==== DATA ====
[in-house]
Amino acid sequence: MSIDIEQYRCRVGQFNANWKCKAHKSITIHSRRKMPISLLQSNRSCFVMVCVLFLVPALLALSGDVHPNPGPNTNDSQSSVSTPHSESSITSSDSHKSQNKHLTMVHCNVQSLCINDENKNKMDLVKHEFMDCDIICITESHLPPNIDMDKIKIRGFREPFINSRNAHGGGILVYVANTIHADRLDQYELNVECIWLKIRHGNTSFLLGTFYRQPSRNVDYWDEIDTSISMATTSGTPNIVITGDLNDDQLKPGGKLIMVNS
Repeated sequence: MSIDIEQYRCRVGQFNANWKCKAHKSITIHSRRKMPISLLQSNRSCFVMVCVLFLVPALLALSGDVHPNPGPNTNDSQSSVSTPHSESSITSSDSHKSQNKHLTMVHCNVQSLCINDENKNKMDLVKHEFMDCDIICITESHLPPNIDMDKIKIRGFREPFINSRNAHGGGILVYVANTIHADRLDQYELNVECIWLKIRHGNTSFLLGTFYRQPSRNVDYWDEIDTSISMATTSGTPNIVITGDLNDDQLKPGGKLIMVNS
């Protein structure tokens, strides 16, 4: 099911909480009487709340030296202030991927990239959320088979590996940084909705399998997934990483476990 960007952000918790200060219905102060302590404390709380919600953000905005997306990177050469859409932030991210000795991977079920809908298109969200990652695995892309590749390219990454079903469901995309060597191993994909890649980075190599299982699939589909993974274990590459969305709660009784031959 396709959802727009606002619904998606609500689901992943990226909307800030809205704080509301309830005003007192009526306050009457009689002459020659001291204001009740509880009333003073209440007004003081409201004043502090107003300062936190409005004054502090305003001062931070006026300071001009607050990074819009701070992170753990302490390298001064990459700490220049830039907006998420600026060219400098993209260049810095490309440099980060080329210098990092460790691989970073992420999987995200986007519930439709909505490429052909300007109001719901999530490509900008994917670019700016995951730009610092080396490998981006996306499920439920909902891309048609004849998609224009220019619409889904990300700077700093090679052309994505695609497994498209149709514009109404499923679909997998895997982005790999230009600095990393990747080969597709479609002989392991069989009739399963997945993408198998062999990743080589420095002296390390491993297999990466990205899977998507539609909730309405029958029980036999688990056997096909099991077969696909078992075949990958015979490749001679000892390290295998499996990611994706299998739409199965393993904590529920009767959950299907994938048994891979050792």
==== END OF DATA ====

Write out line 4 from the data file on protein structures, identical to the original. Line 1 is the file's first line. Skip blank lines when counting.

């Protein structure tokens, strides 16, 4: 099911909480009487709340030296202030991927990239959320088979590996940084909705399998997934990483476990 960007952000918790200060219905102060302590404390709380919600953000905005997306990177050469859409932030991210000795991977079920809908298109969200990652695995892309590749390219990454079903469901995309060597191993994909890649980075190599299982699939589909993974274990590459969305709660009784031959 396709959802727009606002619904998606609500689901992943990226909307800030809205704080509301309830005003007192009526306050009457009689002459020659001291204001009740509880009333003073209440007004003081409201004043502090107003300062936190409005004054502090305003001062931070006026300071001009607050990074819009701070992170753990302490390298001064990459700490220049830039907006998420600026060219400098993209260049810095490309440099980060080329210098990092460790691989970073992420999987995200986007519930439709909505490429052909300007109001719901999530490509900008994917670019700016995951730009610092080396490998981006996306499920439920909902891309048609004849998609224009220019619409889904990300700077700093090679052309994505695609497994498209149709514009109404499923679909997998895997982005790999230009600095990393990747080969597709479609002989392991069989009739399963997945993408198998062999990743080589420095002296390390491993297999990466990205899977998507539609909730309405029958029980036999688990056997096909099991077969696909078992075949990958015979490749001679000892390290295998499996990611994706299998739409199965393993904590529920009767959950299907994938048994891979050792």